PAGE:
working standards are established (West, 2004). From this moment, joint project
ideas and business opportunities for the Cooperative Network are to arise from the
members themselves. The establishment of rules and roles is essential during
Norming, as it leads to the final agreement of partners that – while overcoming the
Storming phase – committed to work with each other. This might therefore be the
optimal point in time for appointing a person or institution for taking over the
responsibility for all further action, if necessary. ICT interventions are to be
performed at the end of the Norming phase, as information technology is not easily
established within a diffuse group of companies, which means that roles and power
distribution, as well as the procedures of work have to be clarified before ICT will
be used properly.

At the end of this phase, rules and roles are introduced and mutual acceptance and
trust is established. Common activities start and develop and daily cooperation

ƒ Performing: There is a point during the formation process phase, where the
network itself takes over the responsibility for its activities. This corresponds to the
66 Framework Development

Performing phase: Finally, after all four phases have been passed; the group starts
to work as a team.

The Performing phase is characterized by jointly produced results of a stable

technical level (Tuckman, 1965). Collaboration activities are carried out by a
stable, cohesive team and mutual appreciation is recognized (Tuckman, 1965).
Mutual feedback and communication has grown and the former established
structure proves to be effective, so that successful outcomes are possible (West,
2004). People start to act in an open and flexible way and their behavior shows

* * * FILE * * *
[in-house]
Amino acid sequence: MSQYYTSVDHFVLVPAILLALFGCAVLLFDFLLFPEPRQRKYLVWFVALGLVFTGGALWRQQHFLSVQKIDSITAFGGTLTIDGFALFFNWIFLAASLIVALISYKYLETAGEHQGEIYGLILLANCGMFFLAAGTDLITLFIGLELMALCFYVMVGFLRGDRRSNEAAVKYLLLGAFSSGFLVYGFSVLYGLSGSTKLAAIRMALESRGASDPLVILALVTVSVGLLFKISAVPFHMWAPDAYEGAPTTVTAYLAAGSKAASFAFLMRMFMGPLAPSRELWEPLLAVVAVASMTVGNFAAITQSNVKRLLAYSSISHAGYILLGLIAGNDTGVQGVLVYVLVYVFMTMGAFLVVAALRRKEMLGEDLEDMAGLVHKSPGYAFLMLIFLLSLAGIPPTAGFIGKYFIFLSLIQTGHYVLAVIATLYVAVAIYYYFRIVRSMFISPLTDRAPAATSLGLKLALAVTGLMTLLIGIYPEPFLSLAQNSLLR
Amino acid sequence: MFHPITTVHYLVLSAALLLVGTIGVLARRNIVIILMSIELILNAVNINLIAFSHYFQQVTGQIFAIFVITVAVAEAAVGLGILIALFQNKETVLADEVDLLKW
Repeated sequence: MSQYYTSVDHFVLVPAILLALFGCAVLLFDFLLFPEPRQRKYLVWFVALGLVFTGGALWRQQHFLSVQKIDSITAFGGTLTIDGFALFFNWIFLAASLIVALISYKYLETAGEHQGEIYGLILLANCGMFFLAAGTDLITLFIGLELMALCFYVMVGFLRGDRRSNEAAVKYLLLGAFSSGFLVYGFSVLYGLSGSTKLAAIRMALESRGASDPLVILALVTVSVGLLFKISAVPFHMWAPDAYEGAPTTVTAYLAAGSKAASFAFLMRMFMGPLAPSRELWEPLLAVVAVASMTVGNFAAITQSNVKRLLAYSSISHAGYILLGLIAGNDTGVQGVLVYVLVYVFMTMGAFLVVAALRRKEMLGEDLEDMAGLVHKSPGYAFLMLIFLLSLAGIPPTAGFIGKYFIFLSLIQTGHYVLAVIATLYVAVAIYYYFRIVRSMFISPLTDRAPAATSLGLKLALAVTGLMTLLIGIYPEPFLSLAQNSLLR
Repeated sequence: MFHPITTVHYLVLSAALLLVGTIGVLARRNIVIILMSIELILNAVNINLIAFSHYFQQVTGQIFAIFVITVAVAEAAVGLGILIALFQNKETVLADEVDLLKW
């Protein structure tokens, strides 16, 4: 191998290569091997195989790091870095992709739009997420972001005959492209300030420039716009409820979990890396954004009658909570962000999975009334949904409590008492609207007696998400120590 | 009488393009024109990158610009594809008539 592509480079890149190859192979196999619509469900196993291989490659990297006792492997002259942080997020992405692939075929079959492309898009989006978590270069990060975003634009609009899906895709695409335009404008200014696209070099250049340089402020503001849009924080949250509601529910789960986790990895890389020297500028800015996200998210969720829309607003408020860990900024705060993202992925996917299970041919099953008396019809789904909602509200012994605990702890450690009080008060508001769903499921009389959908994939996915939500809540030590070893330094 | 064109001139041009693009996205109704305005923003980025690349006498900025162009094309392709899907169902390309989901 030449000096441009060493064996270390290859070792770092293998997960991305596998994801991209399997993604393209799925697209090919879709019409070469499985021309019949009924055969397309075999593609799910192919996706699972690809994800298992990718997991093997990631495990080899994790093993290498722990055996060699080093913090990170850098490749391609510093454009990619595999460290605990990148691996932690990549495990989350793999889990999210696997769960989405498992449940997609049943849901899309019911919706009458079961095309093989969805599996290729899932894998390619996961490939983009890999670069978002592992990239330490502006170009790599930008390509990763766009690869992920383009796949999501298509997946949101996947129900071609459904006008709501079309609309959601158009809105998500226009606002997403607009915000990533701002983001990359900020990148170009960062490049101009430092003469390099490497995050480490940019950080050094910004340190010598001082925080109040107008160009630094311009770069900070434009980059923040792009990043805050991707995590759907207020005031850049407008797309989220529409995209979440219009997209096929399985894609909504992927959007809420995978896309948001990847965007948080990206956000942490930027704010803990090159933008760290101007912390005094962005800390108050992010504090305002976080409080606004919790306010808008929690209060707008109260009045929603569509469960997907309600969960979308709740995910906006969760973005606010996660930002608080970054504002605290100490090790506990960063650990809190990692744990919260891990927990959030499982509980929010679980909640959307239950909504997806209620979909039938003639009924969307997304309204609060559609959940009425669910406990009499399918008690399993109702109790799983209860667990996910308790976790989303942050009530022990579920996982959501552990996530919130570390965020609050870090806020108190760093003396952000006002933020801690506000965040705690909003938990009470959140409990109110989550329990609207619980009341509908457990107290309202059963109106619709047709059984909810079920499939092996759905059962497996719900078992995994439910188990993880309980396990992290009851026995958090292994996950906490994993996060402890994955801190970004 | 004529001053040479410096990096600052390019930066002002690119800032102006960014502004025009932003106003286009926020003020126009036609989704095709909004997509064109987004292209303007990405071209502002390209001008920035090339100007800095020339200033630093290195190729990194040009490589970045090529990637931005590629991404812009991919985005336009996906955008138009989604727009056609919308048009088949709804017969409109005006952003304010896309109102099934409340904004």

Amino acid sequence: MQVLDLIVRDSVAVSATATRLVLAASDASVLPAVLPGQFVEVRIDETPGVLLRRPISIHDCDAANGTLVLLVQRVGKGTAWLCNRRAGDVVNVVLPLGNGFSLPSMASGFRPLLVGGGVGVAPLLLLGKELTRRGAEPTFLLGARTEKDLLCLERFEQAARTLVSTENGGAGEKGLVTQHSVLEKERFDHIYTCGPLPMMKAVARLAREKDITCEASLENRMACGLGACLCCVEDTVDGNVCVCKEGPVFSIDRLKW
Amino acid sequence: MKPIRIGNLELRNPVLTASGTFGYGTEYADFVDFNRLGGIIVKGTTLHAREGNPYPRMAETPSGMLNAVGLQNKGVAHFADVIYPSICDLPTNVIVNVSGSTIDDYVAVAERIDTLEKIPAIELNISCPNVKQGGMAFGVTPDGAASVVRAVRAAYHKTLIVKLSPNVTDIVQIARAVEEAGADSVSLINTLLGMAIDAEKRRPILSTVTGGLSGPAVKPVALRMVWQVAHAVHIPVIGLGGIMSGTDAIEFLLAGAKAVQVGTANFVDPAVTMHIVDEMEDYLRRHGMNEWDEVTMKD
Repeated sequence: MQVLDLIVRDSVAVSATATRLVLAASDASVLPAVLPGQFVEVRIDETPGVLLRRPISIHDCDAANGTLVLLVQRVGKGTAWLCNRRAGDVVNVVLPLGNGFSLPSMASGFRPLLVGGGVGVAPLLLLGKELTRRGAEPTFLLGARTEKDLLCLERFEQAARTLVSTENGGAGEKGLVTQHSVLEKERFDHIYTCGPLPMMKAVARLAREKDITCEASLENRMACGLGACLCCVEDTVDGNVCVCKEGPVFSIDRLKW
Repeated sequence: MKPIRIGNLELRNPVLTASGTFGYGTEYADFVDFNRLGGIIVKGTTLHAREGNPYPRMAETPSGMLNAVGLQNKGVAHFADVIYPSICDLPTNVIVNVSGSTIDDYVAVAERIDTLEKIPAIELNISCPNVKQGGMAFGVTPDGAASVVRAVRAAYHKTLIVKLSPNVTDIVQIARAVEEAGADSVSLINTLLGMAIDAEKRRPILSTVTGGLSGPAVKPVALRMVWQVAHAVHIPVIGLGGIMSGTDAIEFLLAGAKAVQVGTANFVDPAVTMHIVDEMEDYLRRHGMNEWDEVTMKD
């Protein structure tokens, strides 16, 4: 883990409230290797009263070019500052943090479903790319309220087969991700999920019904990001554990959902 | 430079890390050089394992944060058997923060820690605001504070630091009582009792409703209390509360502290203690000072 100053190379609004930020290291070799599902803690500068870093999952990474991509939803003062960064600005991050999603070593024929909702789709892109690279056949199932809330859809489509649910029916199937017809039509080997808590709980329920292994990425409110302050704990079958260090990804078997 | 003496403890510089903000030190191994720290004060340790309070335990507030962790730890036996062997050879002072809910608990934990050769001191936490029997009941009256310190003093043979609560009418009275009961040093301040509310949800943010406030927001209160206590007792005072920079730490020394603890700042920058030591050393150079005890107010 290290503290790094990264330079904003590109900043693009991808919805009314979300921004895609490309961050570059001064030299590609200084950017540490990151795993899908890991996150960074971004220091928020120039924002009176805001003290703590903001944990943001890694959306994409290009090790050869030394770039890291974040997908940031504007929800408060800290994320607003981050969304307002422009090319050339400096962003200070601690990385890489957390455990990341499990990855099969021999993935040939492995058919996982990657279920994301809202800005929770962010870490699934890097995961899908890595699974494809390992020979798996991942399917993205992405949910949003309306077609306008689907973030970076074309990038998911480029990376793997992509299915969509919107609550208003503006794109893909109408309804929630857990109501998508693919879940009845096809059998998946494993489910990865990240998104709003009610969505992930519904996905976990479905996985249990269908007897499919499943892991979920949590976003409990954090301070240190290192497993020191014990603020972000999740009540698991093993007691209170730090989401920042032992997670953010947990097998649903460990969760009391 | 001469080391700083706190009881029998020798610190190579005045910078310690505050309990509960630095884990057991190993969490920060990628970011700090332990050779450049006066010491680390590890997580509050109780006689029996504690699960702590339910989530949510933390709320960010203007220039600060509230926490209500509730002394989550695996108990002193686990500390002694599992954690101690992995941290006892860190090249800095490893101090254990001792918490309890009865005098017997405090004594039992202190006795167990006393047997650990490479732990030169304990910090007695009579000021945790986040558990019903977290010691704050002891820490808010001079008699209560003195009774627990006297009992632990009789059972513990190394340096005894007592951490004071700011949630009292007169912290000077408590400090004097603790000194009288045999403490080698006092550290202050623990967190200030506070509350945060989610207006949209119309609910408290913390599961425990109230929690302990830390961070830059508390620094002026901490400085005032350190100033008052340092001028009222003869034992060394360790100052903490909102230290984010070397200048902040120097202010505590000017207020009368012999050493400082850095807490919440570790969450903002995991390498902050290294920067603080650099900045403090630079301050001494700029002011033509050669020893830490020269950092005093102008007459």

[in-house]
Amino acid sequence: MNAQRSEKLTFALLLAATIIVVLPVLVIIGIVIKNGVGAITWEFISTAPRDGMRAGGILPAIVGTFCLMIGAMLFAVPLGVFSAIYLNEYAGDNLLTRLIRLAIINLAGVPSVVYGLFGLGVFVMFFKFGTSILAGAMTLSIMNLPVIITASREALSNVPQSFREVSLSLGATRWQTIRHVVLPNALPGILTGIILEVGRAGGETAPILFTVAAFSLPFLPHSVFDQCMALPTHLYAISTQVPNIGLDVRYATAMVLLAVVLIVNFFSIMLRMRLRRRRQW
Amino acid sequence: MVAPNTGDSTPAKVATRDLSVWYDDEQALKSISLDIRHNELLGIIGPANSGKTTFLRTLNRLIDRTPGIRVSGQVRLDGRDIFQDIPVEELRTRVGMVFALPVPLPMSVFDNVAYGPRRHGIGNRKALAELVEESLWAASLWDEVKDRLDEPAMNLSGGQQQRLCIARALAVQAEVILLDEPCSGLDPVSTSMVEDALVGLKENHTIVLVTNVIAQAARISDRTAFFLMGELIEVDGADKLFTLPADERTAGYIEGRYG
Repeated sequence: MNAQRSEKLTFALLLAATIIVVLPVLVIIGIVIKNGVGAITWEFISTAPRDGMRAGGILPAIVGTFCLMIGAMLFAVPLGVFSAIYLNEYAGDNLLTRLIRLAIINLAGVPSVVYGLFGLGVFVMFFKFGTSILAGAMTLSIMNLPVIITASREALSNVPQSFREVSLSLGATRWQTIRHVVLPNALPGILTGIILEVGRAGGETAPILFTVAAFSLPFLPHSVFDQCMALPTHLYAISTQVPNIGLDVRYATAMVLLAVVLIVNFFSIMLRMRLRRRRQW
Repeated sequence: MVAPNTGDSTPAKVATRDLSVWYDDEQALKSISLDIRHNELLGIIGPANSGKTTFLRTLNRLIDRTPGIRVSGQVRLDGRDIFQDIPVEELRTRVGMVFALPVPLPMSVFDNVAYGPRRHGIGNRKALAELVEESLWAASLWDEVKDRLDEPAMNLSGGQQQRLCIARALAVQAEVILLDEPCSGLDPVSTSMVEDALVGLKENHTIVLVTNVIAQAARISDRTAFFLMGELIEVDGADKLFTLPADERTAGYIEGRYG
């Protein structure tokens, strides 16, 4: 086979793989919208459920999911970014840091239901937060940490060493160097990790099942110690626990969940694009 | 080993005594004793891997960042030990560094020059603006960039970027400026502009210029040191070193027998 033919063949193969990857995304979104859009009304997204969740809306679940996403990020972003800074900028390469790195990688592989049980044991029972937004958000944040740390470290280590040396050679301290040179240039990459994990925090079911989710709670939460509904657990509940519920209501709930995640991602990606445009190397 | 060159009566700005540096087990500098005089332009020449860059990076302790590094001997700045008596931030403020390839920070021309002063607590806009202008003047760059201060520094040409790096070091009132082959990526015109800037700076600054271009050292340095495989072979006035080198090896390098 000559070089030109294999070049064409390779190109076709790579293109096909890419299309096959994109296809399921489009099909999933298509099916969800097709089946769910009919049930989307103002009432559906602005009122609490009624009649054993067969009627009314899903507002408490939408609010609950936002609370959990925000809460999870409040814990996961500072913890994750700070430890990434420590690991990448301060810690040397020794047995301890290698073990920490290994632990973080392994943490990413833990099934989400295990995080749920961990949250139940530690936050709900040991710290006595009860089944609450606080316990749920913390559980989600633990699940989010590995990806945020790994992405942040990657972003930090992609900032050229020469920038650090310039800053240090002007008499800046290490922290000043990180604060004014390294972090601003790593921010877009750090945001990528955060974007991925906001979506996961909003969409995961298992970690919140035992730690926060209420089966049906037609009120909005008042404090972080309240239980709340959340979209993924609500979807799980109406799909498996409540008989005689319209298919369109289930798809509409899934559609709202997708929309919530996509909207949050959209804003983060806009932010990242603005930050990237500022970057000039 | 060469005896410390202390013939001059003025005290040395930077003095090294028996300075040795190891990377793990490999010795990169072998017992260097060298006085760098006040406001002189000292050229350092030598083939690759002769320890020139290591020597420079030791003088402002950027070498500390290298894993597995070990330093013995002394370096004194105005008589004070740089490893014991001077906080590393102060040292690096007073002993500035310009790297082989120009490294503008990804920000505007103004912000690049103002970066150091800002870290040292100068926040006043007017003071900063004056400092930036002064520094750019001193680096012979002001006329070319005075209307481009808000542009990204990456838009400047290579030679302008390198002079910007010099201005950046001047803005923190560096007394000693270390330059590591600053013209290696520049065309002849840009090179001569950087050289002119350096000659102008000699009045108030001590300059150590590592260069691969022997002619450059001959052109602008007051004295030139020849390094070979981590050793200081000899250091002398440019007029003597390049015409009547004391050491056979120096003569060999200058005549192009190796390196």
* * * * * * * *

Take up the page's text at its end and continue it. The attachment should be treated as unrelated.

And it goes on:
solidarity and helpfulness (Francis/Young, 1989).

All cooperation activities work smoothly and the participating companies can
identify first financial results. The need for better cooperation support emerges and
new business ideas and markets are continuously developed. The group becomes
an instrument for dealing with the task (Tuckman, 1965). The dependence on an
outside institution like the initiators declines so that the network can be run on its
own. Support activities continuously diminish and might only be necessary in
situations where conflicts arise or whenever change management is required.
Performing is also characterized by inventiveness and creativity (Francis/Young,
1989). In Cooperative Networks, the alliance of the companies’ strategies or the
assembly of IT-systems might be recognized. Clear results of joint cooperation are
revealed at this point of time.

Summing up, the author introduced the Cooperative Network formation model,
consisting on five phases. The model follows the Group Formation Process of
Tuckman (1965) but has been combined with elements on cooperation research and
research on VOs.
4 Design of Analysis

The basic objective of empirical research is to find out how the establishment of social
relationships influences the formation of a network. The framework, developed in
section 3 was tested in three life cases to find out whether it fits to the establishment of
Cooperative Networks and whether the 5-phases model can explain the behavior in the
different phases.

The empirical research of this dissertation is based on three case studies, focusing on